We often think hard rock and metal music are no boundary genres. This assumption is primarily due to the musician stereotype of the 80s and 90s, where the more drugs and alcohol consumed, the harder the artist rocked. Well, those decades are long gone and rock and metal music are now becoming “fence free” for the right reasons. These grounds involve a band’s limitless sound, not their drug supply. We tip our hats off to Black Tide for affirming the previous statement with their sophomore release, “Post Mortem”.
We have been following the Florida quartet’s “Post Mortem” journey for quite some time and have been relaying the information to you Shockya readers. In case, you have skipped over these Black Tide posts, which we highly stress not to, we will give you a brief recap on the band’s bio. The rock group consists of vocalist and lead guitarist, Gabriel Garcia, bassist, Zakk Sandler, drummer, Steven Spence and guitarist, Austin Diaz. In 2008, Black Tide dropped their debut album, “Light From Above” and as with most debuts, the vocals and instrumental sounds were there, but the band needed time and experience to better sculpt the sounds. We have high hopes that their sophomore release will prove that theory.
“Post Mortem” drops this Tuesday, August 23rd, via DGC/Interscope Records. The group has given listeners a taste of their diverse sound with the singles, “Bury Me”, “Walking Dead Man”, “Honest Eyes”, “That Fire” and “Let It Out”. Pleased with every instrumental and vocal aspect of these tunes, you can only imagine how elated we were when the entire album fell into our laps a week before it drops. With the ten tracks off of “Post Mortem” uploaded to our iTunes music library, we immediately wanted to go straight to these already released songs. We were eager to re-listen to these singles because we still felt there were elements we had yet to decipher, but we chose to go against our musical cravings and check out “Post Mortem” in track order.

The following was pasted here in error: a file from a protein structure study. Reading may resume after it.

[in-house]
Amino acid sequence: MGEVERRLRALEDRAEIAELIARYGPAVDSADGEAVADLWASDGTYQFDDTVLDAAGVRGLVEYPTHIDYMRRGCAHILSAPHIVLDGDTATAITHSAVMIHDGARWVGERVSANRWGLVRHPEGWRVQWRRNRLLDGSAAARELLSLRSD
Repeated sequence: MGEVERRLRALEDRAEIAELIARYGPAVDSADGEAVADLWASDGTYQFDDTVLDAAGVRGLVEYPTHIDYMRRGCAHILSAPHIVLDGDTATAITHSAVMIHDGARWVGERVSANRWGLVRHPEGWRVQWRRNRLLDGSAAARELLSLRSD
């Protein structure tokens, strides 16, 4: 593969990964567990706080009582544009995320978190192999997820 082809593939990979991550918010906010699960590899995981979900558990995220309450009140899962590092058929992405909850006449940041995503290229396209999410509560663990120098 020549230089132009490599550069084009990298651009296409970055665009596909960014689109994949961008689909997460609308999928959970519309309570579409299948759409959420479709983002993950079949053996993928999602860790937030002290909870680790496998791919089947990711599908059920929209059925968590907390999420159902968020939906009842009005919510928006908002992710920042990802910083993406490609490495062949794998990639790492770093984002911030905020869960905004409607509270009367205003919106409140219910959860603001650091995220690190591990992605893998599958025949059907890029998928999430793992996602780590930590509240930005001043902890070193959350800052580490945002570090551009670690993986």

The lead track, “Ashes”, which features Bullet For My Valentine’s Matt Tuck, opens up with an impeccable instrumental arrangement of pure rock aggression. The angst can be felt and the melodic guitar rifts can be heard. This description is what separates an immature band from a mature one. The “teenage” groups have a sound that is compiled of emotion and rhythm, but the two parts often blend into each other and muddle the band’s overall tone. “Ashes” immediately showcases that Black Tide has transitioned to the adult stage of life. The opener is dark compared to the rest of the tunes off the album due to the heavy beat of the drums, bass and guitar. Despite these hostile undertones, Garcia’s vocals push through on the chorus and keep “Ashes” fully lit till its completion.
“Fight Til The Bitter End” lightens up the album’s palette. Garcia sings in a passionate, but more laidback manner. He hits notes that sound similar to the high rock octaves sung by our beloved, Coheed and Cambria. With the instrumental rage subdued, most of the listeners’ attention is directed to these pitch perfect vocals and the track’s lyrics. Also, taking a more passive route is the “Post Mortem” closing track, “Into The Sky”. We have a pattern of falling for rock ballads and Black Tide’s “Into The Sky” has helped keep our habit alive. The track consists of Garcia’s vocals and a guitar; nothing more is needed. The abrasiveness in his vocals has vanished, leaving a vulnerable side of Garcia that we are effortlessly drawn to. Black Tide can be generalized as a rock band, but these slower-paced tunes highlight the band’s ability to branch out beyond the badass imagery of rock and metal groups and show an authentic soft side.
Let’s make one more stop before we draw “Post Mortem” to a close. The tune, “Lost In The Sound”, does exactly as the title reads. The opening guitar sequence reminds us of a rift that could fit into just about any track from the Broadway show, “Spider Man: Turn Off The Dark”. Maybe some instrumental sounds from Black Tide is all the show needed to amp up its less than memorable music. The shredding rifts are well accompanied by Garcia’s quickened vocals. His singing and the band’s instrumental sounds display a variety of rhythmic arrangements throughout the tune, which keeps “Lost In The Sound” potent from start to finish.
You shouldn’t even be questioning whether to purchase “Post Mortem” or not. You also can’t just buy one song off the album and call it quits. Black Tide’s sophomore album is a story of musical creativity and can serve as a “how to keep the juices flowing from track one and on” guideline for aspiring rock bands.
Black Tide will be smoothly sailing the rock waves with “Post Mortem”.
by Lonnie Nemiroff